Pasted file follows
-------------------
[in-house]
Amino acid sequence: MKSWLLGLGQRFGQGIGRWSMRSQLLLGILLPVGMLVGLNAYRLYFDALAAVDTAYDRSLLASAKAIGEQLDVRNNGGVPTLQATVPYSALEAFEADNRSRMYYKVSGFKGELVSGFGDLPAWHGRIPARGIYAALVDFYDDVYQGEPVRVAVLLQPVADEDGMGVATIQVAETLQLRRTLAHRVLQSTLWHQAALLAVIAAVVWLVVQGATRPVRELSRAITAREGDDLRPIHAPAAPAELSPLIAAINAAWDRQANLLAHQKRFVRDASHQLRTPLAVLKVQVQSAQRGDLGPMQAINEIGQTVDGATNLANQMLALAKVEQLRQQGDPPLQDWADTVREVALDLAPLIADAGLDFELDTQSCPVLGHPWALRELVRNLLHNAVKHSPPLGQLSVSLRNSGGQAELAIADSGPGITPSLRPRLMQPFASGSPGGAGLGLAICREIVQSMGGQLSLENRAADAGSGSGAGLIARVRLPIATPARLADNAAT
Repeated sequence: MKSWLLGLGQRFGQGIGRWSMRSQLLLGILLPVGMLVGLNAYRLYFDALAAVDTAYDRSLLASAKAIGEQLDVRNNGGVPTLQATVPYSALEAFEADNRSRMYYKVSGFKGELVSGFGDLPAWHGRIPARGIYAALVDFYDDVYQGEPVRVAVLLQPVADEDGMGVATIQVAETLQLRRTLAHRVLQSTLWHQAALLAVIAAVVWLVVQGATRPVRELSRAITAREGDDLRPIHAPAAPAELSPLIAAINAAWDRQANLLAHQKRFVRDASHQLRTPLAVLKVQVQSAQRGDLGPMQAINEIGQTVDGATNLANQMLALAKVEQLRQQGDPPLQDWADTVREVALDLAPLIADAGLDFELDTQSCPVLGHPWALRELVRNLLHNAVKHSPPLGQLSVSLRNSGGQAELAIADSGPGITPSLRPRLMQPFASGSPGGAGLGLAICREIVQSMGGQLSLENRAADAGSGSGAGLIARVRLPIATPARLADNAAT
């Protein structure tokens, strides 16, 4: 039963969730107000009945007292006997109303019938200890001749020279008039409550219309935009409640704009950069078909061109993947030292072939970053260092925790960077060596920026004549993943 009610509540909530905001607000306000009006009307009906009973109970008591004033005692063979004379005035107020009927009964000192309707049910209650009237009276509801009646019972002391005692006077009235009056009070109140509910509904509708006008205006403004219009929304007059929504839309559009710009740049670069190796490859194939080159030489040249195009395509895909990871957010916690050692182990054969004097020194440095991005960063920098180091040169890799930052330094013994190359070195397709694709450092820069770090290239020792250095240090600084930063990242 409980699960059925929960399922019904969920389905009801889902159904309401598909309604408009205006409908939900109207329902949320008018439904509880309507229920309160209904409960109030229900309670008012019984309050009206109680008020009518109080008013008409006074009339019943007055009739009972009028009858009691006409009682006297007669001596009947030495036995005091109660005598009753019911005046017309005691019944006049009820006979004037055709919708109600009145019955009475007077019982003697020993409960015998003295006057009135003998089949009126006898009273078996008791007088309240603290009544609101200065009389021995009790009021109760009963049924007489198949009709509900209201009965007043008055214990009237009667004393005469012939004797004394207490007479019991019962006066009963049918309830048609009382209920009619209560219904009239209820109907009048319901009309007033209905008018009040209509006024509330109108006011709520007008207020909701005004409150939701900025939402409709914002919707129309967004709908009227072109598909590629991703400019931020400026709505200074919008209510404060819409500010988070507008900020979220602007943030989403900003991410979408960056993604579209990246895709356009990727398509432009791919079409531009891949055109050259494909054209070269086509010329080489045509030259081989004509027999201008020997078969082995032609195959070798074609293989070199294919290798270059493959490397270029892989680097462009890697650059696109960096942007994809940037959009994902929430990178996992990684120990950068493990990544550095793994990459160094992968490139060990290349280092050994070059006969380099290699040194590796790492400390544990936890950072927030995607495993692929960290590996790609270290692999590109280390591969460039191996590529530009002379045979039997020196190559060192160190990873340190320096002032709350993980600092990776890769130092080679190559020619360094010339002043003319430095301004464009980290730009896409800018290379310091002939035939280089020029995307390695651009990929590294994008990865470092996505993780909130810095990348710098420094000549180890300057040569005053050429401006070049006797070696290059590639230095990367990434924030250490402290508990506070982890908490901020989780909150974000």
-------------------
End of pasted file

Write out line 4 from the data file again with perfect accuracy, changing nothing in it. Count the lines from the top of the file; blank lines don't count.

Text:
């Protein structure tokens, strides 16, 4: 039963969730107000009945007292006997109303019938200890001749020279008039409550219309935009409640704009950069078909061109993947030292072939970053260092925790960077060596920026004549993943 009610509540909530905001607000306000009006009307009906009973109970008591004033005692063979004379005035107020009927009964000192309707049910209650009237009276509801009646019972002391005692006077009235009056009070109140509910509904509708006008205006403004219009929304007059929504839309559009710009740049670069190796490859194939080159030489040249195009395509895909990871957010916690050692182990054969004097020194440095991005960063920098180091040169890799930052330094013994190359070195397709694709450092820069770090290239020792250095240090600084930063990242 409980699960059925929960399922019904969920389905009801889902159904309401598909309604408009205006409908939900109207329902949320008018439904509880309507229920309160209904409960109030229900309670008012019984309050009206109680008020009518109080008013008409006074009339019943007055009739009972009028009858009691006409009682006297007669001596009947030495036995005091109660005598009753019911005046017309005691019944006049009820006979004037055709919708109600009145019955009475007077019982003697020993409960015998003295006057009135003998089949009126006898009273078996008791007088309240603290009544609101200065009389021995009790009021109760009963049924007489198949009709509900209201009965007043008055214990009237009667004393005469012939004797004394207490007479019991019962006066009963049918309830048609009382209920009619209560219904009239209820109907009048319901009309007033209905008018009040209509006024509330109108006011709520007008207020909701005004409150939701900025939402409709914002919707129309967004709908009227072109598909590629991703400019931020400026709505200074919008209510404060819409500010988070507008900020979220602007943030989403900003991410979408960056993604579209990246895709356009990727398509432009791919079409531009891949055109050259494909054209070269086509010329080489045509030259081989004509027999201008020997078969082995032609195959070798074609293989070199294919290798270059493959490397270029892989680097462009890697650059696109960096942007994809940037959009994902929430990178996992990684120990950068493990990544550095793994990459160094992968490139060990290349280092050994070059006969380099290699040194590796790492400390544990936890950072927030995607495993692929960290590996790609270290692999590109280390591969460039191996590529530009002379045979039997020196190559060192160190990873340190320096002032709350993980600092990776890769130092080679190559020619360094010339002043003319430095301004464009980290730009896409800018290379310091002939035939280089020029995307390695651009990929590294994008990865470092996505993780909130810095990348710098420094000549180890300057040569005053050429401006070049006797070696290059590639230095990367990434924030250490402290508990506070982890908490901020989780909150974000």